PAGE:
Julieta (2016): Almodovar’s Return to Subtle Cinema of Women

julieta_poster_almodovarAfter making the inconsequential airplane farce I’m So Excited! (arguably his weakest film in a career spanning 36 years), Pedro Almodovar is back on terra firma with Julieta, a femme-driven tale that justifies his title as a great woman’s director, or rather a filmmaker who has specialized in telling emotionally touching stories about all kinds of women–of various ages, social classes, professions.

Julieta has already opened in Spain, but it receives its high-prtofile international premiere at the Cannes Film Festival (in competition).  Almodovar has received the Best Director Prize at Cannes Festival in 1999 for All About My Mother, my all-time favorite film of his.

 

 

julieta_almodovarSony Pictures Classics, the loyal distributor of Almodovar’s films, will release Julieta in the US in December, during the awards season, though the film has already received mixed reviews in Spain and Cannes Festival, and the word of mouth is also not particularly strong.

At this point in his career, Almodovar, who is 66, and has made 20 films since his 1980 debut, is a reliable director and perhaps one of the few who has made four masterpieces in a row: All About My Mother, which won the Best Foreign Language Film Oscar in 1999; Talk to Her, which won Best Writing Oscar in 2002; Bad Education, which opened the 2004 Cannes Film Festival, and Volver, which garnered Best Actress Oscar nomination on its leading lady Penelope Cruz in 2006.

In some of its themes and characters, Julieta recalls several of the aforementioned films, though it doesn’t display anymore the status and vision of Almodovar as Spain’s enfant terrible.  The new film hails from the more mature Spaniard, which may explain why it is too conventional, too fractured for its own good, and–surprisingly–a bit flat.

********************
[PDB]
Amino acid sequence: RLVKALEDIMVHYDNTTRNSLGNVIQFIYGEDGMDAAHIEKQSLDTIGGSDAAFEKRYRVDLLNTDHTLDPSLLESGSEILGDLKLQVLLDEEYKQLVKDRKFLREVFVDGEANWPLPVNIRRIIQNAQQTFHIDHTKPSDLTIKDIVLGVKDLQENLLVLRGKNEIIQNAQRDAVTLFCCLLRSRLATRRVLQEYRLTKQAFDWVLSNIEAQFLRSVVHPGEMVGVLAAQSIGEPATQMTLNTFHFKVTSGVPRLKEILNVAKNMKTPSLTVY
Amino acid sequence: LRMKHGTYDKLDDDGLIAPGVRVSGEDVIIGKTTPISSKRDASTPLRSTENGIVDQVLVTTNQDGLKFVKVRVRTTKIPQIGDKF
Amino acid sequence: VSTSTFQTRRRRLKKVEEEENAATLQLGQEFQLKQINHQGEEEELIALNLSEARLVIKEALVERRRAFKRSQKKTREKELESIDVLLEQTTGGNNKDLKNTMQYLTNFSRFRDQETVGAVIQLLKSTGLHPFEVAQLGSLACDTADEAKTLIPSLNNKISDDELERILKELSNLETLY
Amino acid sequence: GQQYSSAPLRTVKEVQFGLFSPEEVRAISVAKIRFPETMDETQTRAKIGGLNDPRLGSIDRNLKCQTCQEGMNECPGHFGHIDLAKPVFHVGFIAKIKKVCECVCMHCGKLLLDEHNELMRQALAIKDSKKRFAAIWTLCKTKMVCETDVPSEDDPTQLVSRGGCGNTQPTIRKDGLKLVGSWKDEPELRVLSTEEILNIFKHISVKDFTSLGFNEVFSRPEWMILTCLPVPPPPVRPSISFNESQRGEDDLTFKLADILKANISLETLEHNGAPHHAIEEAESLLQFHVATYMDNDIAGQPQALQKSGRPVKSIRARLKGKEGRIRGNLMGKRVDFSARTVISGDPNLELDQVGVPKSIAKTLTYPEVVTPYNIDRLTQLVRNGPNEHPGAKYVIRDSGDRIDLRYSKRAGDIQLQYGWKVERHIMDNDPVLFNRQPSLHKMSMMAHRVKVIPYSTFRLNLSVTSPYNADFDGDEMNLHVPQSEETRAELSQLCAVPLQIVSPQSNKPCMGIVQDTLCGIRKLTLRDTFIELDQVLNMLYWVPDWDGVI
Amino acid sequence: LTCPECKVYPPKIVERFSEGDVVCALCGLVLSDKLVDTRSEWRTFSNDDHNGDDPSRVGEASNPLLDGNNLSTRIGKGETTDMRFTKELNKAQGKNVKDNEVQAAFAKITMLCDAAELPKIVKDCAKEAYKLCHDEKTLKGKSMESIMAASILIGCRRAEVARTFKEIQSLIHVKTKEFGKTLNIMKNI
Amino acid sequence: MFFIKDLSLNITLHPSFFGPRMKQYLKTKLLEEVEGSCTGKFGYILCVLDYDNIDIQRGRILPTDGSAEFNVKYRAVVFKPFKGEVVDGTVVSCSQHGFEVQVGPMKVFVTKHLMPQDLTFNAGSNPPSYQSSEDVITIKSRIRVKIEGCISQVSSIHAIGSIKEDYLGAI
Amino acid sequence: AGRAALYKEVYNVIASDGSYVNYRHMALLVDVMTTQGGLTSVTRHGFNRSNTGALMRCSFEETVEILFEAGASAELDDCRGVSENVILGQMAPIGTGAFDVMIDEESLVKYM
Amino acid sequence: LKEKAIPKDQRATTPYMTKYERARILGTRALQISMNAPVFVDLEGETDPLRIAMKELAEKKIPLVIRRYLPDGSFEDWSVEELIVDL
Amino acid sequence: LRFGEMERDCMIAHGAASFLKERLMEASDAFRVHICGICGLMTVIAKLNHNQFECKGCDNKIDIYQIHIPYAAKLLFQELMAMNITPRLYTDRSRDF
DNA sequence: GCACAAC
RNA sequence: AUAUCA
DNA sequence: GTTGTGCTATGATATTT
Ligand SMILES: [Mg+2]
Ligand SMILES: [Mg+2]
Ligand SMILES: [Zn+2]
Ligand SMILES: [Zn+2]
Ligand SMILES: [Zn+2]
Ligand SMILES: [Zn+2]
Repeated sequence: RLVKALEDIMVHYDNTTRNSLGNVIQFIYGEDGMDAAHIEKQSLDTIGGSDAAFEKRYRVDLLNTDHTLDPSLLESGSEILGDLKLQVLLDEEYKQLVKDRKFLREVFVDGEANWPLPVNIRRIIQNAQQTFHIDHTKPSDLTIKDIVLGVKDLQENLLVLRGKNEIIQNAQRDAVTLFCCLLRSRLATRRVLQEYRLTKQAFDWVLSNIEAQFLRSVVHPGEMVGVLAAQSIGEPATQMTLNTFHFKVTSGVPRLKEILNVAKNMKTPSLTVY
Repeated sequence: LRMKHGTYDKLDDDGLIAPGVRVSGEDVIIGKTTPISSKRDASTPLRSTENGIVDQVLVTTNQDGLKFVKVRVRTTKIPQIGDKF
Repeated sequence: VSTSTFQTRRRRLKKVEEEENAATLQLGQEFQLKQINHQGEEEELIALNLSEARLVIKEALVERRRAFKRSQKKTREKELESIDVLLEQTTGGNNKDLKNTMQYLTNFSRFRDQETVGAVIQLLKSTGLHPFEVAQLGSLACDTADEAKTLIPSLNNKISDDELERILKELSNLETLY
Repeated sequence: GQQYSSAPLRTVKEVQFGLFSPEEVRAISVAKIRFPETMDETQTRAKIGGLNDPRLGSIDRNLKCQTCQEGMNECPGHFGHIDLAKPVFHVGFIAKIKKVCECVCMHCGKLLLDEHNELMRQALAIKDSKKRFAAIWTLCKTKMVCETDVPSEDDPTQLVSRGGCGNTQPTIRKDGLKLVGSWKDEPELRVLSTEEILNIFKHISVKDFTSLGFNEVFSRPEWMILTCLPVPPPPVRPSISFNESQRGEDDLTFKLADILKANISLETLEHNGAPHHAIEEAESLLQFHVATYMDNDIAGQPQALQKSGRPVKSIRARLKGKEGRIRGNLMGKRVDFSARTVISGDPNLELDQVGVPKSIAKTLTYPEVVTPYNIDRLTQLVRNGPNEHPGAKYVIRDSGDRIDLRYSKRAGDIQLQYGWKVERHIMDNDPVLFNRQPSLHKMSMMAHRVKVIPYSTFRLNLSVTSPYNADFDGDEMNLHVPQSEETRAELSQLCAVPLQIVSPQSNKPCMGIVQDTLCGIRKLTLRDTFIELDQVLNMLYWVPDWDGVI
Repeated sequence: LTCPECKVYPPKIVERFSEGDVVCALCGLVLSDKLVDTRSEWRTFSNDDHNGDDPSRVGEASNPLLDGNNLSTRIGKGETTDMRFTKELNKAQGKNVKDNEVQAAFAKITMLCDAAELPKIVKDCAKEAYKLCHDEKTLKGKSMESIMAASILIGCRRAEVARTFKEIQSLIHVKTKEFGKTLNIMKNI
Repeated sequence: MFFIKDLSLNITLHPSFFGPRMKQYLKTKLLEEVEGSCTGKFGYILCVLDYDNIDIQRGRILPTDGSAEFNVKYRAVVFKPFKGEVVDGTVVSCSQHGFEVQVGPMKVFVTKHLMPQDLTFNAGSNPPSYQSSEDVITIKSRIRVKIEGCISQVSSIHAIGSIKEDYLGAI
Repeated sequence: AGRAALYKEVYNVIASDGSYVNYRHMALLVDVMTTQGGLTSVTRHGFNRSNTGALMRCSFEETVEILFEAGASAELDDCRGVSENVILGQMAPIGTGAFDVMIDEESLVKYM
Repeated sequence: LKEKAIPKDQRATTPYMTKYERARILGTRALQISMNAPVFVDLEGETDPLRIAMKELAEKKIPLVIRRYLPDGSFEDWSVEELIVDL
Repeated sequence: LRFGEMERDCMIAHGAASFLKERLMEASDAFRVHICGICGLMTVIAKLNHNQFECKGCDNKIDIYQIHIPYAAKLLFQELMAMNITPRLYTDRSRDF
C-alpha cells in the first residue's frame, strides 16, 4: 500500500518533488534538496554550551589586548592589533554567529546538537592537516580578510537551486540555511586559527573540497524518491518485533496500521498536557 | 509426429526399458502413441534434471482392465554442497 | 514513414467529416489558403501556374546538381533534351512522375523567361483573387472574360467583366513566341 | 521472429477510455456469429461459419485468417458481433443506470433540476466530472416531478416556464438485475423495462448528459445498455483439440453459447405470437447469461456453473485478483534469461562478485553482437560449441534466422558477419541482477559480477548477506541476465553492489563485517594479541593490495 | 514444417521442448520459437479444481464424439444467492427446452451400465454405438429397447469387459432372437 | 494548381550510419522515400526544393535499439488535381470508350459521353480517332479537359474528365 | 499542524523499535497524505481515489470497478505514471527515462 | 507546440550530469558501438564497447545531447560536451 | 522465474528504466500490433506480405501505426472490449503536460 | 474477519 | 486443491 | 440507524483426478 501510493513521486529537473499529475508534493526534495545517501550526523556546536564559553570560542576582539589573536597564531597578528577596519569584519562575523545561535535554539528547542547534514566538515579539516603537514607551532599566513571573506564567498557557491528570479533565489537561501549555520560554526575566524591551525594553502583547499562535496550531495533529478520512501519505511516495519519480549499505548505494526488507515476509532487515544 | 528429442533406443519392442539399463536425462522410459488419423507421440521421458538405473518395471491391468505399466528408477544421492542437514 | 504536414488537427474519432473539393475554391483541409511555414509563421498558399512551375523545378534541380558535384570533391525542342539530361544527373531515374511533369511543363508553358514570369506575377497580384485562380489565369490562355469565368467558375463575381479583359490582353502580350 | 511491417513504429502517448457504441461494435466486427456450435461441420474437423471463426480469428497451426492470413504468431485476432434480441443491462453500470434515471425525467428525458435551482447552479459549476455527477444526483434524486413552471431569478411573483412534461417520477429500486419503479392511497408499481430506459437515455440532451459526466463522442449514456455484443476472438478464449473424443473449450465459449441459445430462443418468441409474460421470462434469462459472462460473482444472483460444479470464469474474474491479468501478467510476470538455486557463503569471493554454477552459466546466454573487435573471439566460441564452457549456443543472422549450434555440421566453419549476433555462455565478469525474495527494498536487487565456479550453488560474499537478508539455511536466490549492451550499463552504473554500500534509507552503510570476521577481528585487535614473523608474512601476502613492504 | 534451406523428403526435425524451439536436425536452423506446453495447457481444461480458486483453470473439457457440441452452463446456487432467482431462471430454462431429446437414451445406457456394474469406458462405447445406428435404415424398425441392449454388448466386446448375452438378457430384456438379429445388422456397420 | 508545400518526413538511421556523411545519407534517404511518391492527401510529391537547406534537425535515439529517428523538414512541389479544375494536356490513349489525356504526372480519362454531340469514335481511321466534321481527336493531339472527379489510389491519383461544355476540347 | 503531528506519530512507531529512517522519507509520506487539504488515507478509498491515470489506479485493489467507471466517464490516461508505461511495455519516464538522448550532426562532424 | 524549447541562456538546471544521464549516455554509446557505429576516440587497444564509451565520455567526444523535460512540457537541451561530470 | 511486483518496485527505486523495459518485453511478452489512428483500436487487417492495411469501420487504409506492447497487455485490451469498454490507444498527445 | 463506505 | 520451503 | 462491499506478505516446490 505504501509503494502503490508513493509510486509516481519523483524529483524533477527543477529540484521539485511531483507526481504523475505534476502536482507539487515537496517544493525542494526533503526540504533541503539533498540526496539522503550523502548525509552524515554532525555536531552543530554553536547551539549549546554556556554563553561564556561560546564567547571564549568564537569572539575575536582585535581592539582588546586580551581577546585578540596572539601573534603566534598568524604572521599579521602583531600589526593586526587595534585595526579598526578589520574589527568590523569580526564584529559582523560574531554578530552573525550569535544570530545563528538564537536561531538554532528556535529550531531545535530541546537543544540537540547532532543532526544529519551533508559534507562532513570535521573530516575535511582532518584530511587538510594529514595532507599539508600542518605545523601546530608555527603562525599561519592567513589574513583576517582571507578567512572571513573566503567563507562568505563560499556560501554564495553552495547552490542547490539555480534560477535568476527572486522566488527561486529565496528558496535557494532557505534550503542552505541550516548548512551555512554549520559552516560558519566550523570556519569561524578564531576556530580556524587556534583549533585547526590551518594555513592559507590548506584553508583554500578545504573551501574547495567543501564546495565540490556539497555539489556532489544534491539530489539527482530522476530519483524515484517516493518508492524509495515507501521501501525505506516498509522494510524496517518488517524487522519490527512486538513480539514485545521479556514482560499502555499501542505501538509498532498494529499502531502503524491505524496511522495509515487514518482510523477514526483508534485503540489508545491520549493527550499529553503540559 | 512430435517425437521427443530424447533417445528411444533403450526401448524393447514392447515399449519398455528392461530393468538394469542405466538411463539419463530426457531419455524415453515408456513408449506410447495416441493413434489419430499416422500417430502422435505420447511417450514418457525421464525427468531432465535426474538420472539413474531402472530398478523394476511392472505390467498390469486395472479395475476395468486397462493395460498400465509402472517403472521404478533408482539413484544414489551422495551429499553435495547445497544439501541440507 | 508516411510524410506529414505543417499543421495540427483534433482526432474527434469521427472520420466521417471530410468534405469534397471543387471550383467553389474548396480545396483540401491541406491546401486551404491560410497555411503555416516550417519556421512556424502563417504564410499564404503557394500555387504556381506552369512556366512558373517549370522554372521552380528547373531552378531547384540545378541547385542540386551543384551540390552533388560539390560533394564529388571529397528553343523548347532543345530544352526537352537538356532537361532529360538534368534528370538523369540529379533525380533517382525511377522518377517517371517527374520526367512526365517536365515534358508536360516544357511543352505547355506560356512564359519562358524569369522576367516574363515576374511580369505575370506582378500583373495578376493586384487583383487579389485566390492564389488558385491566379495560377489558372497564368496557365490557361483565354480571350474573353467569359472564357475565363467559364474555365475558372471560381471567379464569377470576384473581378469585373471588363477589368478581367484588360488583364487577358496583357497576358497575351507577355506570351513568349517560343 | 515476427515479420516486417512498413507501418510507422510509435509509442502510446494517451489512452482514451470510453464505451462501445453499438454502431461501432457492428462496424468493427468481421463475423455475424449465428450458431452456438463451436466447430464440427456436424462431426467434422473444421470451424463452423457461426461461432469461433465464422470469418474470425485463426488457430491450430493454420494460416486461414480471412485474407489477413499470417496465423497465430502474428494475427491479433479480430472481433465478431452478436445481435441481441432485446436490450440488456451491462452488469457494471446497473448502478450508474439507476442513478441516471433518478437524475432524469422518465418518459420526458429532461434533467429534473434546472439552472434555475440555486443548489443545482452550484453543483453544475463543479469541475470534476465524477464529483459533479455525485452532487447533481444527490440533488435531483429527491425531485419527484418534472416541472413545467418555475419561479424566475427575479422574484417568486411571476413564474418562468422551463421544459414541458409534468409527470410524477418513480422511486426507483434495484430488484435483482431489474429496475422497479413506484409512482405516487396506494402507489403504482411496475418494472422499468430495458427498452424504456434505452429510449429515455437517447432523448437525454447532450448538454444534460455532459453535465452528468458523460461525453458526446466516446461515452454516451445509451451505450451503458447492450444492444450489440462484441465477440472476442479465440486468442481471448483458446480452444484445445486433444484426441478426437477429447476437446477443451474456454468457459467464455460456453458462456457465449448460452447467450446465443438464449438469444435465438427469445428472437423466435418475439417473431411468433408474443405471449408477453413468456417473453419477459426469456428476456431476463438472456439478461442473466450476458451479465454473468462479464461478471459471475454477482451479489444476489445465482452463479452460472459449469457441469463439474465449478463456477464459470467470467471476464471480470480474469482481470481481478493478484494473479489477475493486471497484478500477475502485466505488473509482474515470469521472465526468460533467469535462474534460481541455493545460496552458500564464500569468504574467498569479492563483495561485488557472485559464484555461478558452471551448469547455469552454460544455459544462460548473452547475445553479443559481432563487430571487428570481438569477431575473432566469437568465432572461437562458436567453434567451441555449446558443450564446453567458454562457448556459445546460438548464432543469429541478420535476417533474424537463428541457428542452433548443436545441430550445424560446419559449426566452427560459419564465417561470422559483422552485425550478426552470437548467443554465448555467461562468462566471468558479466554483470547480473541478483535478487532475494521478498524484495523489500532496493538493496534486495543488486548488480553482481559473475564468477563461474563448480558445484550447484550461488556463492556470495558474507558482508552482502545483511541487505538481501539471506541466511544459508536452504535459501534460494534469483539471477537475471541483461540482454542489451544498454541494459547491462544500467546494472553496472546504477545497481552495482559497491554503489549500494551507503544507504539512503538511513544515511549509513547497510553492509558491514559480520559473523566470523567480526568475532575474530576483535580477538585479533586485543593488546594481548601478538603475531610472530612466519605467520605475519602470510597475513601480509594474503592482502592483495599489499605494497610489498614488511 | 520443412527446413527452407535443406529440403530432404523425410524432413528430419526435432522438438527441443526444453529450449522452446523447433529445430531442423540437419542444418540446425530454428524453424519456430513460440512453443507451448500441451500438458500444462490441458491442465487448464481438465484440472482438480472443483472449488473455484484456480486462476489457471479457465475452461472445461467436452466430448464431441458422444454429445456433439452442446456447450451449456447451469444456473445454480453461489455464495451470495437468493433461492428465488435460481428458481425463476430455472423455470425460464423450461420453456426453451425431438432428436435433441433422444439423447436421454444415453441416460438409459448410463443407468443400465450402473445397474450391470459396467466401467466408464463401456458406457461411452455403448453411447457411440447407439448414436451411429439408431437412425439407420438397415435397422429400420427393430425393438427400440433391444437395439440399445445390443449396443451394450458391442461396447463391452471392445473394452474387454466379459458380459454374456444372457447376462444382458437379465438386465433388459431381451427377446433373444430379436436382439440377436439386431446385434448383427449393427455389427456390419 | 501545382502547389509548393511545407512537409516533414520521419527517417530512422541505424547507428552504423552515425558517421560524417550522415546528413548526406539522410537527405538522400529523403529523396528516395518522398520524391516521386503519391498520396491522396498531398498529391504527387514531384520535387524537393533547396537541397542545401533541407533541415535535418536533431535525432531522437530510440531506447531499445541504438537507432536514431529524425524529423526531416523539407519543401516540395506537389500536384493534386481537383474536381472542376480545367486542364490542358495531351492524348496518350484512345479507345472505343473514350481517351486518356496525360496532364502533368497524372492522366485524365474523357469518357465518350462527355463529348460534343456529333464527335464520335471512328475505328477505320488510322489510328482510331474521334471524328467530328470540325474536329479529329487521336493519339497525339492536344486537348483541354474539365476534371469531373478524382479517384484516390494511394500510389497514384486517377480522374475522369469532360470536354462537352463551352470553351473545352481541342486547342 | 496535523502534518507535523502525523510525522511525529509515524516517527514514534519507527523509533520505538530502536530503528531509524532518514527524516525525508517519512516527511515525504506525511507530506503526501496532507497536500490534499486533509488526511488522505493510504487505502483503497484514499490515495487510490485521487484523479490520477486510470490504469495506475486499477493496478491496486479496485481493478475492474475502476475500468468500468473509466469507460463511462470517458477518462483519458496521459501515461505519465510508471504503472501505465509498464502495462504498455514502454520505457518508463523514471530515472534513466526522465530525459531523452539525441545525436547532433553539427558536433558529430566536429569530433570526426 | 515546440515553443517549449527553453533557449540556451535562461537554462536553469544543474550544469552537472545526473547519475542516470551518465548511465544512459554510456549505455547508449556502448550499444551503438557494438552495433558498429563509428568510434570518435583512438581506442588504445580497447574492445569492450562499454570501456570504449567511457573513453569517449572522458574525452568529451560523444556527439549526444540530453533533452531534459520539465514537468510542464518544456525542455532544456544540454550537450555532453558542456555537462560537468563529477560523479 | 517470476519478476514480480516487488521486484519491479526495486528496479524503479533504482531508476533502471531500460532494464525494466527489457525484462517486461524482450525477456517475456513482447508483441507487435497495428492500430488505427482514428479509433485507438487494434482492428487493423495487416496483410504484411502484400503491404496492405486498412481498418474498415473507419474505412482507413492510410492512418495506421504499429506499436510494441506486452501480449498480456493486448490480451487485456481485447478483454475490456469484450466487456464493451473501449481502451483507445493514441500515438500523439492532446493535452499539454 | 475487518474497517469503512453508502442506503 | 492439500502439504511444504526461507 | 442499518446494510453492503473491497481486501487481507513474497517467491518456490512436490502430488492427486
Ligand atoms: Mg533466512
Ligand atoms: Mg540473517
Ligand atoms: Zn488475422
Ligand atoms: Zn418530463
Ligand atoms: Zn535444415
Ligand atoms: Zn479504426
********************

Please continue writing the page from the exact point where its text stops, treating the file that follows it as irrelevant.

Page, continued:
julieta_5_almodovarLoosely adapted from three Canada-set short stories by Nobel Prize-winner Alice Munro, this straight (but not straightforward) tale centers on a woman who’s a Spanish Classicist who loves teaching, played by two actresses, Adriana Ugarte as the youngster, and then Emma Suarez as the middle-aged heroine.

A rather somber, even gloomy tale of love and loss, Julieta depicts a woman who falls hard in love, bears a child out of the wedlock, and then goes through a series of disappointments and tragedies that include the loss of the two men she had loved, estrangement from her only daughter, and death of most people who had mattered in her life.

Upon acquiring Munro’s book Runaway, (which is briefly displayed as a prop in Almodovar’s The Skin I Lived In), initially, the director planned to translate three of its stories–“Chance,” “Soon” and “Silence”–into would have become his first English-language production, to be set in New York (rather than Canada) and to star Meryl Streep!  For various reasons, he then abandoned that plan.

julieta_4_almodovarWhen the tale begins, the titular heroine (played by Suarez), now in her fifties, decides to leave her lush Madrid apartment and move to Portugal with her lover Lorenzo (Dario Grandinetti, who had appeared in Almodovar’s Talk to Her). In a chance encounter on the street (a common device in the director’s work), she meets Bea (Michelle Jenner), the best friend of her daughter Antia, and is shocked to learn that Antia was in Lake Cuomo with her children.